Orem • Graphic printers and auto-body shops fretted aloud Tuesday about the new costs they will shoulder with the state’s plans for cleaning up winter pollution.
And, although they lent a sympathetic ear, air-quality regulators had bigger worries looming as they held the second of four public meetings on a pollution-cutting plan expected to affect just about everyone in northern Utah.
More on PM 2.5 plans
The public comment period on plans to control PM 2.5 pollution continues through Oct. 31. To find out more about these plans you can see online video about the issue and learn more about the public hearings scheduled for Salt Lake City on Wednesday by looking at this web page: http://1.usa.gov/Q7LSlR
In addition, you can review the 15 regulations online: http://1.usa.gov/fFdl33
Federal regulators say Utah needs to clean up this pollution because, in northern valleys, microscopic soot from exhaust gets trapped in cold air during winter inversions and periodically makes the area’s air quality among the nation’s worst for days or weeks at a time. Times when pollution concentrations average more than 35 micrograms PM 2.5 per cubic meter of air for a day are considered violations of the Clean Air Act.
Many Utahns welcome the controls to address the health impacts, which can range from burning eyes to asthma hospitalizations and even premature death from lung and heart problems.
With around three years of brainstorming already behind them and just two months before the U.S. Environmental Protection Agency expects their final plan, the Utah Division of Air Quality team hasn’t been able to figure out exactly how to cut pollution enough to comply with federal law.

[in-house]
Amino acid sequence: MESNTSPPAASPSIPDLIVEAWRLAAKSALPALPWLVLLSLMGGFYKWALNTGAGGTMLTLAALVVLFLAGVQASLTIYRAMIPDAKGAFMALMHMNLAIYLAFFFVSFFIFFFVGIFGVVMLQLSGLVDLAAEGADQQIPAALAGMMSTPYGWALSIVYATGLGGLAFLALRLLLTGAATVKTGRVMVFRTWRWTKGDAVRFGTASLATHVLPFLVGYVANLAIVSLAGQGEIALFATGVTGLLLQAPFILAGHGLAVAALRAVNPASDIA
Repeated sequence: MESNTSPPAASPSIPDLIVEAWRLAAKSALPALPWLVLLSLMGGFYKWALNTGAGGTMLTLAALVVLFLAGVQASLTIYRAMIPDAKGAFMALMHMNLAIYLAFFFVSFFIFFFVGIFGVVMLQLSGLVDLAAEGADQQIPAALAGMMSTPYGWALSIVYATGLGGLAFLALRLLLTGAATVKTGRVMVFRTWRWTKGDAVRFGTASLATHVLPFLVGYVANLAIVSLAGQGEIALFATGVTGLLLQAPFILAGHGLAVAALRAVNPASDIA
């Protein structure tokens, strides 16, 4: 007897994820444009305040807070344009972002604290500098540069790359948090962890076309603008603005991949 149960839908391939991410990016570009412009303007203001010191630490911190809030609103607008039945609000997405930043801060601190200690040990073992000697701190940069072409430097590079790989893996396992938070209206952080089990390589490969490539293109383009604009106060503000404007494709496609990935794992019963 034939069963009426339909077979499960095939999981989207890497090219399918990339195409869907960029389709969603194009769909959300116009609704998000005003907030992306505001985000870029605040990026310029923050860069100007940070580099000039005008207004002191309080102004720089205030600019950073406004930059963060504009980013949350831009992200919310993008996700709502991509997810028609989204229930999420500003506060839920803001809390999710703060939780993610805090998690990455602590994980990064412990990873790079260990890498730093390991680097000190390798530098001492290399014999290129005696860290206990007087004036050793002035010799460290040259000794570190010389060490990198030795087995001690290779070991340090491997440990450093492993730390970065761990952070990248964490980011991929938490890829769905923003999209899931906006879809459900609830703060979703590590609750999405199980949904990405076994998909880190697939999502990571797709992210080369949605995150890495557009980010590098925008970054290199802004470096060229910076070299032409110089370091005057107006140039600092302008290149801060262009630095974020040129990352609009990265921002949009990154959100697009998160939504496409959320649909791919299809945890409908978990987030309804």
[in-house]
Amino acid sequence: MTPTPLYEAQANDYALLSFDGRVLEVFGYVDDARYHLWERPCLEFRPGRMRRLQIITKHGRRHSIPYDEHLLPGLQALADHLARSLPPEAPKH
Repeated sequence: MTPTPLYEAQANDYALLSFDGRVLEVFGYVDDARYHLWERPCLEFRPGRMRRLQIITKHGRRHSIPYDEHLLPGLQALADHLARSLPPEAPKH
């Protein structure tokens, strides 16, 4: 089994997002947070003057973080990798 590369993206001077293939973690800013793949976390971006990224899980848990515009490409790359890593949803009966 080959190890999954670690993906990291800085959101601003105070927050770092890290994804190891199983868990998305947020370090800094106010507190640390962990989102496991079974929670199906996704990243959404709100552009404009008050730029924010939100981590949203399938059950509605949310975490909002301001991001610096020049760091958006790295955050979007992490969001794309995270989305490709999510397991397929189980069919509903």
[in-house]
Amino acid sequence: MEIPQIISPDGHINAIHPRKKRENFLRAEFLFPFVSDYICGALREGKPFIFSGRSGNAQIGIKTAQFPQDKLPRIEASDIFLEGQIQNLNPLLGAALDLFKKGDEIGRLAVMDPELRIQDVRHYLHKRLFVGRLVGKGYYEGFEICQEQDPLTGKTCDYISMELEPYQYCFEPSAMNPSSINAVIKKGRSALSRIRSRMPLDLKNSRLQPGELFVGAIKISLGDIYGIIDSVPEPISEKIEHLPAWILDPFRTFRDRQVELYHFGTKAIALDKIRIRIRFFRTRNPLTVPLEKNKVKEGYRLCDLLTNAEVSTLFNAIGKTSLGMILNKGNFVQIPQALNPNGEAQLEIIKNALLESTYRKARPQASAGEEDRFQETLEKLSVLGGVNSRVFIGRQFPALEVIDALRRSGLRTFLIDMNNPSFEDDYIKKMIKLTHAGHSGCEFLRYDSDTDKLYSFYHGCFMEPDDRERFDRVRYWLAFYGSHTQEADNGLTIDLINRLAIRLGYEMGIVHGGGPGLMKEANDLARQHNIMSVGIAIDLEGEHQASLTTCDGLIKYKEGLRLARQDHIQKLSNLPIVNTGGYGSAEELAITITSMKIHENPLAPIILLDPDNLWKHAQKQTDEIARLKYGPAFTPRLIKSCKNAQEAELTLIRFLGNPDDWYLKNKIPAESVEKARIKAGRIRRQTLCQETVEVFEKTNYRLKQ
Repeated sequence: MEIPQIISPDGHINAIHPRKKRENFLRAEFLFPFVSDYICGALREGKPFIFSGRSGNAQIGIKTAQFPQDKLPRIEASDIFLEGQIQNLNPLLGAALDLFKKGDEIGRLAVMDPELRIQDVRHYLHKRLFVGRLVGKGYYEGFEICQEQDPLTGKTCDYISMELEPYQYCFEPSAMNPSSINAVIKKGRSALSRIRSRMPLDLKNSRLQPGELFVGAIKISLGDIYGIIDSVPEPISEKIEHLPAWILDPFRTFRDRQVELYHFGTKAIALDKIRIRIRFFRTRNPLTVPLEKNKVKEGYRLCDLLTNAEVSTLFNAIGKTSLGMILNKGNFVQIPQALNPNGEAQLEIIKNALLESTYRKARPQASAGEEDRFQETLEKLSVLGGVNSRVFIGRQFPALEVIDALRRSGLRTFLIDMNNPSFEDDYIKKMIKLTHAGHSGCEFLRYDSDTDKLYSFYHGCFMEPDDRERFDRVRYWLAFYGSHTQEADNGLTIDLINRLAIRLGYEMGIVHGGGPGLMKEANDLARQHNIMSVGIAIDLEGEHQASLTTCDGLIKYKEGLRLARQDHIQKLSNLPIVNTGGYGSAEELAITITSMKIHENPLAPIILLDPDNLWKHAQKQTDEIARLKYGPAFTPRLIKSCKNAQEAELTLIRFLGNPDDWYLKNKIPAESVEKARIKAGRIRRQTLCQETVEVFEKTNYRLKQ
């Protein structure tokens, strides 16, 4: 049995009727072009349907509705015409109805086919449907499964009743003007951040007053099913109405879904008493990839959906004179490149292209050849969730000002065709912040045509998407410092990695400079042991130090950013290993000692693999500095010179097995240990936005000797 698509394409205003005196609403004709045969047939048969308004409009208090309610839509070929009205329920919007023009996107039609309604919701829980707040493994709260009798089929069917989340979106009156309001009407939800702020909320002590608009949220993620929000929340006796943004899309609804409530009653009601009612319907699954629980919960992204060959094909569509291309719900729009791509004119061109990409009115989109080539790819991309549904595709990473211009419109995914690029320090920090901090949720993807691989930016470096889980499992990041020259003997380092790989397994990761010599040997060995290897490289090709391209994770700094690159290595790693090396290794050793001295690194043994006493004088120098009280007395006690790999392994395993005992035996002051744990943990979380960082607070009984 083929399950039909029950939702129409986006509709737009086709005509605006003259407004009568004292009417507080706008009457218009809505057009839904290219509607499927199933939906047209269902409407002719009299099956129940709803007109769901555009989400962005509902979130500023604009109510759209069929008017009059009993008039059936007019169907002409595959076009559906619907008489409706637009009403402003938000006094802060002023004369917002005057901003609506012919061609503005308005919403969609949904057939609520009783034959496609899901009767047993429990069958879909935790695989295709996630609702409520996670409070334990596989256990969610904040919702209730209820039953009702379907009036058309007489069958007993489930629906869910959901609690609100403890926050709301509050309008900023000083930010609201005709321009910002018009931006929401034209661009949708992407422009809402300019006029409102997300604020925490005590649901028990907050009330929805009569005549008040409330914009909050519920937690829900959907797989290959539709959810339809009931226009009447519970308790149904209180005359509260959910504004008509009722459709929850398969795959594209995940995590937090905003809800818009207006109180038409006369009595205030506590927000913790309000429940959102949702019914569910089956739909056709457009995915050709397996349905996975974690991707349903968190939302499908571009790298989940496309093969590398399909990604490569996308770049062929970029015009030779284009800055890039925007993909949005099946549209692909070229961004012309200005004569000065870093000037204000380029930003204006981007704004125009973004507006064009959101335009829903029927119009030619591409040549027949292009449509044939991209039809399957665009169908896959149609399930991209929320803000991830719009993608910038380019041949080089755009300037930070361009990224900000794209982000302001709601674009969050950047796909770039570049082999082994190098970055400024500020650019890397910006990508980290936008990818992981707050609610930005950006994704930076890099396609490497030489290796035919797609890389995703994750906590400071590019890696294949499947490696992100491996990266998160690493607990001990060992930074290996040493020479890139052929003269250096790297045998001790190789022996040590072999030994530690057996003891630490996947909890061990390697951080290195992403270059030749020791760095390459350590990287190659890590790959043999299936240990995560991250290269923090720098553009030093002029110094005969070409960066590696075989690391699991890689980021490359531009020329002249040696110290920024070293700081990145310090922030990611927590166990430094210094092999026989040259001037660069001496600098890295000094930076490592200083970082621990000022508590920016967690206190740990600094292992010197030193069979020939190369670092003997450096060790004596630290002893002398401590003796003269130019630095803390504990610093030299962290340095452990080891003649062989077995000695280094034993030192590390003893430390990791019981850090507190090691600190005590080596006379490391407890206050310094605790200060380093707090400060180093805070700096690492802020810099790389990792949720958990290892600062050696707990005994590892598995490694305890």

"This plan is incomplete at this point," Bryce Bird, director of the state air-quality office, said at Tuesday’s hearing.
And it’s crunch time for the state.
The plan due in mid-December has to cover all three areas of northern Utah plagued with episodes of high PM 2.5 pollution in winter, and in each area there’s a problem.
In Cache County, leaders have rejected an auto emission-testing plan that is crucial to cleaning up the air enough to meet the federal standard of fewer than seven days over three consecutiveyears when PM 2.5 pollution is too high.
The math doesn’t add up in Utah County and the Salt Lake County area (which includes parts of Tooele, Box Elder and Weber counties along with Salt Lake and Davis counties).
Even after looking at dozens of ways to cut pollution from smokestacks, vehicles and other urban sources and weaving them into the plan, the Salt Lake County area still needs another 4.2 tons of reductions and Utah County homes and businesses need to cut 5.2 tons — and that estimate builds in a five-year extension the state’s already planning to request.
If Utah can’t submit a plan that EPA can approve, it could mean new restrictions on construction and a freeze on funds for road building.
Larry Ballard, retired Orem Fire Marshal and Constitution Party candidate for the Utah County Commission, questioned whether federal regulations for particulate matter are based on good science.
"The EPA drives this and holds Utah hostage," he said after commenting on the state’s proposal. "That’s the political issue behind this."
But others who attended Tuesday’s meeting just wanted to know more. In the auto-body industry, there was concern about new equipment and products that might be required. And, for printers, the estimated costs of compliance — more than $500,000 — would be higher than profits of all the small shops in the county, one industry representative said.
"Tell us what you want us to do, how to do it," said Brad Wallin, whose customers include many auto-body shops that use solvent-based products the state wants to phase out.
Meanwhile, Carol Walters, a grandmother and Vice Chairwoman of the Utah Valley Earth Forum, praised the state’s air-quality team for its work and for industry’s contributions too.
"All of us have to breathe," she said. "We all have to be concerned about air quality."
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